Hardware Kits for this project are available from Phyllis Kennedy Hardware, Inc., 10655 Andrade Drive, Zionsville, IN 40677; 317-873-1316. Basic Kit contains porcelain enamel top, legs, slag glass, metal side brackets and cabinet hardware necessary to complete the cupboard; $235. (Does not include tambour and track system.)Add-on Kit contains flour bin (which is not food safe), sugar jar, spice jars and carousel and a door chart set; $200.

Hoosier Hardware and Accessories: Complete line available from Van ***’s Restorers Catalog; vandykes.com, 800-787-3355.

Frameless Track System with Tambour Door: Part # NPSW30 30 OW and NPST3; $62. Woodworker’s Hardware, PO Box 180 Sauk Rapids, MN 56379, 800-383-0130

Reversible Stile and Rail Cutters are widely available at home centers, woodworking specialty stores and through the mail. One mail-order source is MLCS, 800-533-9298, mclswoodworking.com; Item #8853; “Traditional” profile cutter set, 1⁄2-in. shank; $65; item #6553; ”Traditional profile cutter set, 1⁄4-in. shank; $65.

Doweling Jig, part #124315; $50 Hinge Bit, part #12808; $9 UHMW Adhesive-Backed Plastic, part #16L64; $6, Woodcraft Supply, woodcraft.com, 800-225-1153.

This story originally appeared in American Woodworker December 1999, issue #77.

December 1999, issue #77

Purchase this back issue.

Click any image to view a larger version.

1. Make cope cuts in the end-grain of all of the rails first. A shop-made sled holds them safely in position while cutting. Glue a block of wood with one squarely cut end on top of a longer piece of
1⁄4-in. plywood. Screw on a toggle clamp. The sled assures a square cut and the block acts as a backer, preventing blow-out.

2. Be selective when choosing panels for the doors
and cabinet sides. Slide the frames around on the
plywood until you find attractive panels. Don’t
worry about wasting a little plywood. Locate panels
for the upper doors first. Then find panels for the
the lower door and cabinet sides.

3. Trim the cabinet sides to width and the front stiles to size at the same
time. Routing the narrow front stiles is dangerous. Instead, it’s good practice
(and faster) to make them the same width as the back stiles and cut away the
excess width after the side is glued up.

4. Keys to a successful, square glue-up. Work on a flat surface.
Keep the bottom shelf from sagging with a long support block under the
center divider. Slide the back into place. Align the cauls and clamps with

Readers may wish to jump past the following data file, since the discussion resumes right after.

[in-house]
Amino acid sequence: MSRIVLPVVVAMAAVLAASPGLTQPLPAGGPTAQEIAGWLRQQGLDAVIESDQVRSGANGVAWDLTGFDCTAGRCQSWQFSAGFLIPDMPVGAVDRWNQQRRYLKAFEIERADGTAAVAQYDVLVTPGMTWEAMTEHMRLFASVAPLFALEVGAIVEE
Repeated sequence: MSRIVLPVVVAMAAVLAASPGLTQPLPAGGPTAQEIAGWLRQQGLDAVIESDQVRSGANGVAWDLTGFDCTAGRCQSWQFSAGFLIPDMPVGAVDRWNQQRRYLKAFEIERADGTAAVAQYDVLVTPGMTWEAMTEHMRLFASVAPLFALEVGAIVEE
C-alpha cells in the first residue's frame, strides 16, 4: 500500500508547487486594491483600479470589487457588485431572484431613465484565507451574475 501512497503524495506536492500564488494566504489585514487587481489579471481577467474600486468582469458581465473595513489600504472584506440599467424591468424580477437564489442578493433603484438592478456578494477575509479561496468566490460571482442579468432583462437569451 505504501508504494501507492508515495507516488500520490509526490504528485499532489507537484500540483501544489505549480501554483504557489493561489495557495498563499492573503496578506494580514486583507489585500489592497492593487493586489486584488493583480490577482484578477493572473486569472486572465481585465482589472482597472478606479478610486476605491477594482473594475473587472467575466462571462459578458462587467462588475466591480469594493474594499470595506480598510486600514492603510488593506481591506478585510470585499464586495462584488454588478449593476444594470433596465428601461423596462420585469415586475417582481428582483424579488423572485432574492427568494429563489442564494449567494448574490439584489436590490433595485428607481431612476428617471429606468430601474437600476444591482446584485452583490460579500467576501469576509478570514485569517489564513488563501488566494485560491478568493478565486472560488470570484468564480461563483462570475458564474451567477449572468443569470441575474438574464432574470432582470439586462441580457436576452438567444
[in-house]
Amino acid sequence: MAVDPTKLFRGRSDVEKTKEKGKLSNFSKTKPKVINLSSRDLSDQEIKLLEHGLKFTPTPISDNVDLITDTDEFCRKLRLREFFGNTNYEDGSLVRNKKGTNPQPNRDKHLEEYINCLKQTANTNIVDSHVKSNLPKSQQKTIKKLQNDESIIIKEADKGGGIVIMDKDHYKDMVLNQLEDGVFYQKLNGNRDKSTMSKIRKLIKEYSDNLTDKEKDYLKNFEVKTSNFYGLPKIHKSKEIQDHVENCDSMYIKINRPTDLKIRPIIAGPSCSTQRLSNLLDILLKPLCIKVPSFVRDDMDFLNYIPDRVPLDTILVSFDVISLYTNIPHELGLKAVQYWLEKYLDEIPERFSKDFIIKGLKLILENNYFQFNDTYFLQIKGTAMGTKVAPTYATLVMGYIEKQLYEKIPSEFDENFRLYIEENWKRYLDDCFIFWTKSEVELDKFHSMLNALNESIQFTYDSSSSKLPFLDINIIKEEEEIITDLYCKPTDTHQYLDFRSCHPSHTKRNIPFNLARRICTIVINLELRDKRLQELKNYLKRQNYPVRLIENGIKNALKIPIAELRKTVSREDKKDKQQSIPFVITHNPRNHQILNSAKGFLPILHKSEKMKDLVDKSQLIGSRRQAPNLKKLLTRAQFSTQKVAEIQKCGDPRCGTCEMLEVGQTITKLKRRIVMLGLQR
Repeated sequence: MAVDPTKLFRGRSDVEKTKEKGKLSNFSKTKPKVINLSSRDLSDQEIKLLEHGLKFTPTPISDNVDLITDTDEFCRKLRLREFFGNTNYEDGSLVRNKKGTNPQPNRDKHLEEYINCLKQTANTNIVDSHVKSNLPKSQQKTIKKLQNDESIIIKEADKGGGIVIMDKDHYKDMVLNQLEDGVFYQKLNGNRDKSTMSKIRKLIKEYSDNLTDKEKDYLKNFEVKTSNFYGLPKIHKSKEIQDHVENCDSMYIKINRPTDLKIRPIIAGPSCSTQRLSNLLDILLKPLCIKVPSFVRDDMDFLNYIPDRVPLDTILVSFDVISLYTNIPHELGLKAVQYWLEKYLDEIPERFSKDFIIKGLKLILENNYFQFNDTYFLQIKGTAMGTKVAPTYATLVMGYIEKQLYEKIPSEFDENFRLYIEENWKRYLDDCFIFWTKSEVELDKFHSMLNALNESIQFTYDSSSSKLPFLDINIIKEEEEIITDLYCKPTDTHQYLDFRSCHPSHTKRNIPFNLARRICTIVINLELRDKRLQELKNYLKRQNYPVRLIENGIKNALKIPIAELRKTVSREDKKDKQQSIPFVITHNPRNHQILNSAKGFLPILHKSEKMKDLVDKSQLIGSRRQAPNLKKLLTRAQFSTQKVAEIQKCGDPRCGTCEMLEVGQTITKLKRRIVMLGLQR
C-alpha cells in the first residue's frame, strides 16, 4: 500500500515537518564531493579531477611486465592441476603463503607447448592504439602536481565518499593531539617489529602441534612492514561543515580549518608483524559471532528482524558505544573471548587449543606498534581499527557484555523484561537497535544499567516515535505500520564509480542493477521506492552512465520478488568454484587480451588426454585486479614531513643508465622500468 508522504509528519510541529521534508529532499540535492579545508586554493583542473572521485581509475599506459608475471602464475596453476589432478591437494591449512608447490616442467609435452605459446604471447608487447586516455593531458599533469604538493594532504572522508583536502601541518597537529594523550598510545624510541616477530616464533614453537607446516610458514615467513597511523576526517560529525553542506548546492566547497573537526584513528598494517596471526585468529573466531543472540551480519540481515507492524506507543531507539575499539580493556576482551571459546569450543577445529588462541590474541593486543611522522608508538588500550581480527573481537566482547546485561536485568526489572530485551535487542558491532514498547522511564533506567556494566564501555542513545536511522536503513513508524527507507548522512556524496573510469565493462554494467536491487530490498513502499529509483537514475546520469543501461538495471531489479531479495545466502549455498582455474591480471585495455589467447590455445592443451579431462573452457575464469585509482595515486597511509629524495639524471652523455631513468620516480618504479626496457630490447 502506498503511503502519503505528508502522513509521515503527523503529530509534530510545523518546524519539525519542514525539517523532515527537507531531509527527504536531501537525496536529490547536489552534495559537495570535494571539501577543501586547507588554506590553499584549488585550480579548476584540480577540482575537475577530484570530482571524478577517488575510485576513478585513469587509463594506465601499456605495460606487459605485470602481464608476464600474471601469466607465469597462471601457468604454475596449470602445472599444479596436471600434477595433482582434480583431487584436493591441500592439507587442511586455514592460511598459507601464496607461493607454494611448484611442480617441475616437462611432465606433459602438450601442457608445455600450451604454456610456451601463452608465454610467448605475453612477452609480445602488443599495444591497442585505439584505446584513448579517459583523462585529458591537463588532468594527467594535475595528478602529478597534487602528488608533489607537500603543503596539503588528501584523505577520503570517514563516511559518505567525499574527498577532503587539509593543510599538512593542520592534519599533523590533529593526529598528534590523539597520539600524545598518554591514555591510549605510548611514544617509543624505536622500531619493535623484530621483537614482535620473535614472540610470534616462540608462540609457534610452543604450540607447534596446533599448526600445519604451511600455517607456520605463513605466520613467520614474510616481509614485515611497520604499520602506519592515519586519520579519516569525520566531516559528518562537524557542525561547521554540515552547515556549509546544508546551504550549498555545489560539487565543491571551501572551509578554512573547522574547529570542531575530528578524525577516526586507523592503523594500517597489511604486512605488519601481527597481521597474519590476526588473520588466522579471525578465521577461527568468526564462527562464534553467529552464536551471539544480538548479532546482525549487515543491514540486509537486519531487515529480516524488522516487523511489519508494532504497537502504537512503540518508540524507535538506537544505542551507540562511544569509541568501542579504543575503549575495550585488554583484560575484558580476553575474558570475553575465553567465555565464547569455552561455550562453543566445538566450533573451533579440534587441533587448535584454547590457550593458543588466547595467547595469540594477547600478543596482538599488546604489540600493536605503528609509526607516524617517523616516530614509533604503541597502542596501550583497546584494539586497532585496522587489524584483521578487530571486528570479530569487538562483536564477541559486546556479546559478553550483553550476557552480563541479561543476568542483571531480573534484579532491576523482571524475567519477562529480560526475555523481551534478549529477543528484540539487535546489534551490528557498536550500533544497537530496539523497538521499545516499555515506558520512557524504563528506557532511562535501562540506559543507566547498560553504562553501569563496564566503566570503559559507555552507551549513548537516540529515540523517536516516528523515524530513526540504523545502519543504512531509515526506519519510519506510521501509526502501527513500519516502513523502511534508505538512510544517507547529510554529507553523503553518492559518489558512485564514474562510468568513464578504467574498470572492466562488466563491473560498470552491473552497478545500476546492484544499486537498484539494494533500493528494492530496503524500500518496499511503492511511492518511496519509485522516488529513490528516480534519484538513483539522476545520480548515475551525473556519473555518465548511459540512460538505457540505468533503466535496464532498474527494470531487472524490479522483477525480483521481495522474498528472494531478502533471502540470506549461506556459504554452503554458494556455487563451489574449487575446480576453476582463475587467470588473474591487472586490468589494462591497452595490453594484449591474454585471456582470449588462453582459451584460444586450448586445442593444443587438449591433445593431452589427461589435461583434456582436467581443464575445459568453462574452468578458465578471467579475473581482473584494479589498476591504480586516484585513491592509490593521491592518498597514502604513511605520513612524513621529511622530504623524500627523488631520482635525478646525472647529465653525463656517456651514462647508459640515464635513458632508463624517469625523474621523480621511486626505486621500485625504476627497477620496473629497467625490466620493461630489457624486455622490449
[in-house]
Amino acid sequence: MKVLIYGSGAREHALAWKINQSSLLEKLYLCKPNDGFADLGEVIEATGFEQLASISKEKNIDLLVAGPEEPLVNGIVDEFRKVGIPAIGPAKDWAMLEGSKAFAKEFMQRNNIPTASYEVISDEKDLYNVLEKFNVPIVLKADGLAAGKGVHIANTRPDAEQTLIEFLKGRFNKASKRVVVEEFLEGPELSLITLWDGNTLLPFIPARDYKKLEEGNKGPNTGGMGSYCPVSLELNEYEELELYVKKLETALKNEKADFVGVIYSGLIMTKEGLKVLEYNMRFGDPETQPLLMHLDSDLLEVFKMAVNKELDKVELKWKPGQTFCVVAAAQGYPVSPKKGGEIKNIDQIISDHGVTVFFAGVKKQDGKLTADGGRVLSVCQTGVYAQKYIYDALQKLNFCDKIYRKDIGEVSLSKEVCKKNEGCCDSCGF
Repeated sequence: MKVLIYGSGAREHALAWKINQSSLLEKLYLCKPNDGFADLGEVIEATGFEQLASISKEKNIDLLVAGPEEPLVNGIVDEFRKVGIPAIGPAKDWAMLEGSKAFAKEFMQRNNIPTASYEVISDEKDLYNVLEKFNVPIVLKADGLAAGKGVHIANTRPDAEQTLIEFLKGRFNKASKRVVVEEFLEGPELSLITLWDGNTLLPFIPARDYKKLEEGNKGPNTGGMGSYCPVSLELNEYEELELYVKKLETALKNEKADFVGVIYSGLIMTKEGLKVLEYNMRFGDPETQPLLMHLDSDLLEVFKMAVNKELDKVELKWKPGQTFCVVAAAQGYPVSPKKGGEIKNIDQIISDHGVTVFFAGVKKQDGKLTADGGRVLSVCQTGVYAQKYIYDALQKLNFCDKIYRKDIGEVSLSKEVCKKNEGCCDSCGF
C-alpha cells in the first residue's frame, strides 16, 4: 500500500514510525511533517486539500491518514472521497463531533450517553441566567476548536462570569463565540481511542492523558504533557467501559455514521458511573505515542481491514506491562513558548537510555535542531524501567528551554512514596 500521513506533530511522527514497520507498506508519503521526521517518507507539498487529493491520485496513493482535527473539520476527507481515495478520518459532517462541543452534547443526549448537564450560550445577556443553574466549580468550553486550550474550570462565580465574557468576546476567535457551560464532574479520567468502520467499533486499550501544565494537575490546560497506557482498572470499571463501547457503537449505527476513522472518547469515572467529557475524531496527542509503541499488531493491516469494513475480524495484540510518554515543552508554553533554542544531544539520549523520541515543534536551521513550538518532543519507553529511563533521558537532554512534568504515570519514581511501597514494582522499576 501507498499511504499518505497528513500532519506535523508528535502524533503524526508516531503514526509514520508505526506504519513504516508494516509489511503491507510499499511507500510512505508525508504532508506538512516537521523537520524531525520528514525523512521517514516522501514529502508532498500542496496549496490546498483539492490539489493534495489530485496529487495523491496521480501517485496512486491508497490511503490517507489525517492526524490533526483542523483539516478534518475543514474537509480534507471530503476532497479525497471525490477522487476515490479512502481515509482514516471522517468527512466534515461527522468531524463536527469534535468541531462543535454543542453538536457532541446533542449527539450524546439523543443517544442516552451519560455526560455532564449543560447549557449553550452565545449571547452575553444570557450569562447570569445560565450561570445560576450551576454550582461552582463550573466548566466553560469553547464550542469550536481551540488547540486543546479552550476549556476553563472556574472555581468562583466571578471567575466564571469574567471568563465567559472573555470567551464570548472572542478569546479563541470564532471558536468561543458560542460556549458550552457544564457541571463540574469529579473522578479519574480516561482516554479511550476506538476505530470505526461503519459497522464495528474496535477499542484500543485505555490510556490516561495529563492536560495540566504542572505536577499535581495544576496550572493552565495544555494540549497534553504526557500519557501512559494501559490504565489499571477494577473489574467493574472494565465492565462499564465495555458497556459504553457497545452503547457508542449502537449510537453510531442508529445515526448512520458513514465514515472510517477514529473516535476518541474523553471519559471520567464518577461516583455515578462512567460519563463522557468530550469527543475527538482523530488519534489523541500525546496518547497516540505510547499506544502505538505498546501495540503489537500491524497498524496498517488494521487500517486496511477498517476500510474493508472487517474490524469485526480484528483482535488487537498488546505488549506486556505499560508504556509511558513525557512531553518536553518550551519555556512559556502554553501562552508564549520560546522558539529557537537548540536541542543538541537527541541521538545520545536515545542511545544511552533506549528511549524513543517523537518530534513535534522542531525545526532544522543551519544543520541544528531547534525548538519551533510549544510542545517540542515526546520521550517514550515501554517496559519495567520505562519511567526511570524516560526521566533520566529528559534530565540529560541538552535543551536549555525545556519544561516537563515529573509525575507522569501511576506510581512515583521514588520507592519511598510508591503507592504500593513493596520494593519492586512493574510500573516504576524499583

the dadoed shelves. A shim centered on the cauls distributes pressure
along the joint; apply even clamp pressure front and back. Measure
diagonals to check squareness. Have help. If you don’t have
help, use glue that has a long open time.

Oops!

I cut a dado in the wrong
place—an easy mistake to make.
If it happens to you, here’s a good
repair. Cut three pieces that fit the dado
and match the grain of the surrounding
areas. Plane them flush after gluing and
they’ll be almost unnoticeable.

5. Clamp the face frame pieces together
after positioning them carefully. Then, mark
them for doweling. Make sure the drawer rails
are properly spaced. Mark each joint for doweling.
One line drawn straight
across the joint marks both
pieces for the doweling jig. Label
both pieces of each joint so they
don’t get mixed up.

6. Drill holes for dowels. This doweling jig allows you to drill
two holes, even on narrow pieces,
from a single pencil mark. Clamp
the piece in a vise. When narrow
pieces have to be mounted off to
one side for drilling, a spacer block
evens clamp pressure. I like to
hold the jig while drilling to keep it
steady.

7. Birch runners in simple frames support
the side-hung drawers. The dadoed uprights
center the runners in the drawer openings.
Screw these frames to the back of the
face frame and to the inside walls at the
back of the cabinet.

8. Glue the leg to the lower cabinet. Then glue corner
blocks to the leg tenon and cabinet frame. These mail-order
legs (see Sources, below) are authentic Hoosier replicas,
ready for skirts and casters.

9. The tambour system is a snap to install. The
system works like a window shade, using spring
tension to help lift and roll the tambour,
which travels up and down in grooves in
the plastic tracks.

10. Clamp the front rail to the tambour and
attach it from the backside with screws. The
tambour and rail rest on spacer blocks that allow
room for the clamps.

11. Assemble the web frame inside the porcelain
enamel work surface. It fits inside the lip. Fit the
stiles first. They have access cuts in them so the rails
drop in place and slide into position.

12. Trim the tongue on the drawer front. First
cut a vertical slot, leaving 3⁄8-in. at the front (the
same thickness as the door lips) and 1⁄8-in. at the
back. Then cut the tongue to length.

13. Round the door edges with a 1⁄4-in. bit
after cutting rabbets around the backs. The two
adjacent edges of the small upper cabinet doors
(Z2) are not rabbeted.

14. Use a spacer to locate the door hinges and
drill centered holes for the screws. The hardware
comes with plated brass screws, which break easily.
Either use a steel screw to cut threads in the
holes first and lubricate the brass screws before
using them, or replace them altogether with stainless
steel screws.

15. Mount the doors on the cabinet, centered in the
openings. Their 3⁄8-in.-wide lips allow room for minor
adjustments. A straightedge clamped evenly across the
top of the cabinet aligns the door tops.